Clin Microbiol Infect 2011; 17: 855–861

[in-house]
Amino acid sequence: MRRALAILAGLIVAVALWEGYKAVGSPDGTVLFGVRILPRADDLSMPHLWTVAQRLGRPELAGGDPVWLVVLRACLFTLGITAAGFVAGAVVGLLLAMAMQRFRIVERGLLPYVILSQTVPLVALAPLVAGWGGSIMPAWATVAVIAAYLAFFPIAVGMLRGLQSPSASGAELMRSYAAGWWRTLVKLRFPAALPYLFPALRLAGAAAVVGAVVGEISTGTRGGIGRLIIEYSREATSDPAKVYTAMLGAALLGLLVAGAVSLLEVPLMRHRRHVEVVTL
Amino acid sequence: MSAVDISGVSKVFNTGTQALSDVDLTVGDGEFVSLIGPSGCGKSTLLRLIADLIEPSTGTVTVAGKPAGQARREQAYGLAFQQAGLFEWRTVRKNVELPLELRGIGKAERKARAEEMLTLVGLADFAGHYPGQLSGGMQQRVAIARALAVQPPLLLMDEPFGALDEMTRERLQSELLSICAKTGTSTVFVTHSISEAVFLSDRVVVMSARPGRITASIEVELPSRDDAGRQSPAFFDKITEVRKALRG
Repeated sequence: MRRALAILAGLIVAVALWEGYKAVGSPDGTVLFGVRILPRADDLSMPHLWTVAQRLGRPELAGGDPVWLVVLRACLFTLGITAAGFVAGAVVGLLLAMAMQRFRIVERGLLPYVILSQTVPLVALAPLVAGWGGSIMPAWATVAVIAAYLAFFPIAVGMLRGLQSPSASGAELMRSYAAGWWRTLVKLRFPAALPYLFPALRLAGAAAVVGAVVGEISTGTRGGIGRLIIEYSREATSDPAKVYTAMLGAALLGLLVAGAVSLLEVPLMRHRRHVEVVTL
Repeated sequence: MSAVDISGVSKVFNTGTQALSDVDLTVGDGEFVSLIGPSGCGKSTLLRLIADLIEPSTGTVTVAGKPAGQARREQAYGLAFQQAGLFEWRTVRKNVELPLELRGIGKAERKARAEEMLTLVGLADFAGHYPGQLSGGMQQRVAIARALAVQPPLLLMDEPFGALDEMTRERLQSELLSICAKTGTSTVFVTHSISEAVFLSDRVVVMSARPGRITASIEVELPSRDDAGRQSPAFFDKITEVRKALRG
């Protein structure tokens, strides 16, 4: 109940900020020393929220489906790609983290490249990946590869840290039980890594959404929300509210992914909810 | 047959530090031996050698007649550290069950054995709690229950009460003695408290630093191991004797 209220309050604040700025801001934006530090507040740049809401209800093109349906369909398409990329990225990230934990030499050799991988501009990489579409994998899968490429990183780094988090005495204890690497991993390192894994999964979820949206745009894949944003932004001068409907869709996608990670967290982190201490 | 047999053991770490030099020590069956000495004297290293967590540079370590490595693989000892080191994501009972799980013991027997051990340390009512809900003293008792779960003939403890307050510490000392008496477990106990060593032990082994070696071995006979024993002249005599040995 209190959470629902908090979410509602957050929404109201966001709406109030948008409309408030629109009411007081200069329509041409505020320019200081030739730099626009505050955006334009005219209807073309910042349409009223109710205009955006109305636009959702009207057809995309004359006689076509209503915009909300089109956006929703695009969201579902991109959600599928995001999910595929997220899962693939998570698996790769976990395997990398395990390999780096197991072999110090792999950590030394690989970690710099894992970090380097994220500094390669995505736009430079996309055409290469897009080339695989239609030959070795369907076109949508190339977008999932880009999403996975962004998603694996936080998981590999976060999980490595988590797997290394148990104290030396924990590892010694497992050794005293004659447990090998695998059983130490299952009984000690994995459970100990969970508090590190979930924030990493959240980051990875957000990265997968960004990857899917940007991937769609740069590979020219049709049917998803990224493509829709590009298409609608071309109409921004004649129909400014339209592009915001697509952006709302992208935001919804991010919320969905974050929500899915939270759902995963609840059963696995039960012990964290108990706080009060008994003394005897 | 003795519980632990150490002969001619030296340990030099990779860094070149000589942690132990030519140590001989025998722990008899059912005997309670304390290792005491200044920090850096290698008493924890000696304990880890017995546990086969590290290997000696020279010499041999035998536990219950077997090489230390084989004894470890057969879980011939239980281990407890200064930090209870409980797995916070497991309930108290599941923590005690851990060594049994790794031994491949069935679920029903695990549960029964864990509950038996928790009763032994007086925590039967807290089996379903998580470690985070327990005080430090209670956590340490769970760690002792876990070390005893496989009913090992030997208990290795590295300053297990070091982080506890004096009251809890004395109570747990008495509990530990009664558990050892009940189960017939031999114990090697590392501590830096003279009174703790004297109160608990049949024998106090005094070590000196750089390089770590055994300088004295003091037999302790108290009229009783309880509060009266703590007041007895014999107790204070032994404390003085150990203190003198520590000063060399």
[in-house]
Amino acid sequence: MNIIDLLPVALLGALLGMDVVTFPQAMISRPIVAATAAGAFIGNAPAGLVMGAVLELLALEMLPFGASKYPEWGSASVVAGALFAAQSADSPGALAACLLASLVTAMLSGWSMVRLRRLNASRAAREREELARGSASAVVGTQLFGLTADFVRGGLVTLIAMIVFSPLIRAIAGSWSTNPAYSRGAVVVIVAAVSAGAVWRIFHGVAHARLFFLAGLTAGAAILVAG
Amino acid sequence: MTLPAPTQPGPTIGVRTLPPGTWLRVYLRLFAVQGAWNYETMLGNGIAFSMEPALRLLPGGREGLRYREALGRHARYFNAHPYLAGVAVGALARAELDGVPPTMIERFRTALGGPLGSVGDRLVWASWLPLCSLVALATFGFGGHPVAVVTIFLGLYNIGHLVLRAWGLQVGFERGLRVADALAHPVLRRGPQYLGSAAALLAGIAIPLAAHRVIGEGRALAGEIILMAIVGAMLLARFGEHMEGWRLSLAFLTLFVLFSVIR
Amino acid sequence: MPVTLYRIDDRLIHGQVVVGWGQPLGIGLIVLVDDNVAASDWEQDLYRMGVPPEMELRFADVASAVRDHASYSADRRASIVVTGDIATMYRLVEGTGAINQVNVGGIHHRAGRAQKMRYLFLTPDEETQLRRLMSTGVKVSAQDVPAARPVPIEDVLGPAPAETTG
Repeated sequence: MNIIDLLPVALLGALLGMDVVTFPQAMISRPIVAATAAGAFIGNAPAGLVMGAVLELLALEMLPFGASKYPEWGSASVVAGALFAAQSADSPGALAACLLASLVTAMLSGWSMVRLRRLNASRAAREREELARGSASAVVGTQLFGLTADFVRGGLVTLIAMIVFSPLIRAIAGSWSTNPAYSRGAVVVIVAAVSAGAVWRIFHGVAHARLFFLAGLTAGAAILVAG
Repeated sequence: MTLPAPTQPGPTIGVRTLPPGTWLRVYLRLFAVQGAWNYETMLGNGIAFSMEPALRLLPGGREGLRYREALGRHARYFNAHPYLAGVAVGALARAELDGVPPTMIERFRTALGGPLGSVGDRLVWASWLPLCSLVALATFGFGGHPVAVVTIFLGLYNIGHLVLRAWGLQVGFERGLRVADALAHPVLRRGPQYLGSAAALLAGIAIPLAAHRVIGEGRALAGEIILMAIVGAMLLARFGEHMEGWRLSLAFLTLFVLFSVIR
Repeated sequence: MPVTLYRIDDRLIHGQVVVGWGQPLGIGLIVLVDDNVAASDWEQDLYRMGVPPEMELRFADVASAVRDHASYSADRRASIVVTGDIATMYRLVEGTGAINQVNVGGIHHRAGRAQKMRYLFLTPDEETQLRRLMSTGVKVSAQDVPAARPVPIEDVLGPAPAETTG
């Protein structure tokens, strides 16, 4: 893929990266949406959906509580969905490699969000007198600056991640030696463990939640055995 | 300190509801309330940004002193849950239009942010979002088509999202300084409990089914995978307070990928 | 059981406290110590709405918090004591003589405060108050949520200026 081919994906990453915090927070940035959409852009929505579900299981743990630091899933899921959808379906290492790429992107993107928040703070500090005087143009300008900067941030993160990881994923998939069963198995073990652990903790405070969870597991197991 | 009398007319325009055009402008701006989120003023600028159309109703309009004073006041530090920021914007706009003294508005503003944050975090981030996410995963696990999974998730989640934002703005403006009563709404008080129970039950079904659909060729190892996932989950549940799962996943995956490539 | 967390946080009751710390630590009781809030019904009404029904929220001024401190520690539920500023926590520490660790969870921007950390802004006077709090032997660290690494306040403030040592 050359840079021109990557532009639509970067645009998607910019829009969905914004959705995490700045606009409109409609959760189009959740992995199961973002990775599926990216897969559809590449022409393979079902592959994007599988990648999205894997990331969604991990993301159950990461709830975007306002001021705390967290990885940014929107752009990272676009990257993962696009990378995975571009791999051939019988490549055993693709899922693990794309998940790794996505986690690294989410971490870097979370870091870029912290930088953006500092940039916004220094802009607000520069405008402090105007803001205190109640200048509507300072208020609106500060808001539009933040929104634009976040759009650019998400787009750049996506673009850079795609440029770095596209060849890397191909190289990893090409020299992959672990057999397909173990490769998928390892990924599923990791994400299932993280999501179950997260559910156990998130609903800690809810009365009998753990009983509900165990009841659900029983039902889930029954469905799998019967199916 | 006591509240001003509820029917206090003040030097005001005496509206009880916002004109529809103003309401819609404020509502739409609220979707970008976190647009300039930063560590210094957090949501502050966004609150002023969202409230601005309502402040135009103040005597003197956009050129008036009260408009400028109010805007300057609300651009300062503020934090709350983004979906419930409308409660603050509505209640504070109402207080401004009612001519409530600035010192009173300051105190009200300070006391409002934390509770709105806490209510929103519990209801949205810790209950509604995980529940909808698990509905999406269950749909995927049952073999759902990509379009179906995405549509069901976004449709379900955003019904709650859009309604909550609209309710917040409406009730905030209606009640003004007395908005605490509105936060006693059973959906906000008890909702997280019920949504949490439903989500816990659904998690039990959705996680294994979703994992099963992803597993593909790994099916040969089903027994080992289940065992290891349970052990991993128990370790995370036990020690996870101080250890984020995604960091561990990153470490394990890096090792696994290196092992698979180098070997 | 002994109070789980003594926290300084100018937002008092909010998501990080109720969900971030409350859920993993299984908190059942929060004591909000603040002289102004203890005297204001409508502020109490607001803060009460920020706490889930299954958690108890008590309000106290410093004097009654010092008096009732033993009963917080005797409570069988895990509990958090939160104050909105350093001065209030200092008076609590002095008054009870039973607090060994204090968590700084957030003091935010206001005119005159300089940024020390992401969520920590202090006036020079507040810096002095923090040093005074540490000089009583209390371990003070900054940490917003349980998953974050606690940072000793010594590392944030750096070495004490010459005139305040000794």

The use of antibiotics is highest in primary care and directly associated with antibiotic resistance in the community. We assessed regional variations in antibiotic use in primary care in Switzerland and explored prescription patterns in relation to the use of point of care tests. Defined daily doses of antibiotics per 1000 inhabitants (DDD1000pd) were calculated for the year 2007 from reimbursement data of the largest Swiss health insurer, based on the anatomic therapeutic chemical classification and the DDD methodology recommended by WHO. We present ecological associations by use of descriptive and regression analysis. We analysed data from 1 067 934 adults, representing 17.1% of the Swiss population. The rate of outpatient antibiotic prescriptions in the entire population was 8.5 DDD1000pd, and varied between 7.28 and 11.33 DDD1000pd for northwest Switzerland and the Lake Geneva region. DDD1000pd for the three most prescribed antibiotics were 2.90 for amoxicillin and amoxicillin-clavulanate, 1.77 for fluoroquinolones, and 1.34 for macrolides. Regions with higher DDD1000pd showed higher seasonal variability in antibiotic use and lower use of all point of care tests. In regression analysis for each class of antibiotics, the use of any point of care test was consistently associated with fewer antibiotic prescriptions. Prescription rates of primary care physicians showed variations between Swiss regions and were lower in northwest Switzerland and in physicians using point of care tests. Ecological studies are prone to bias and whether point of care tests reduce antibiotic use has to be investigated in pragmatic primary care trials.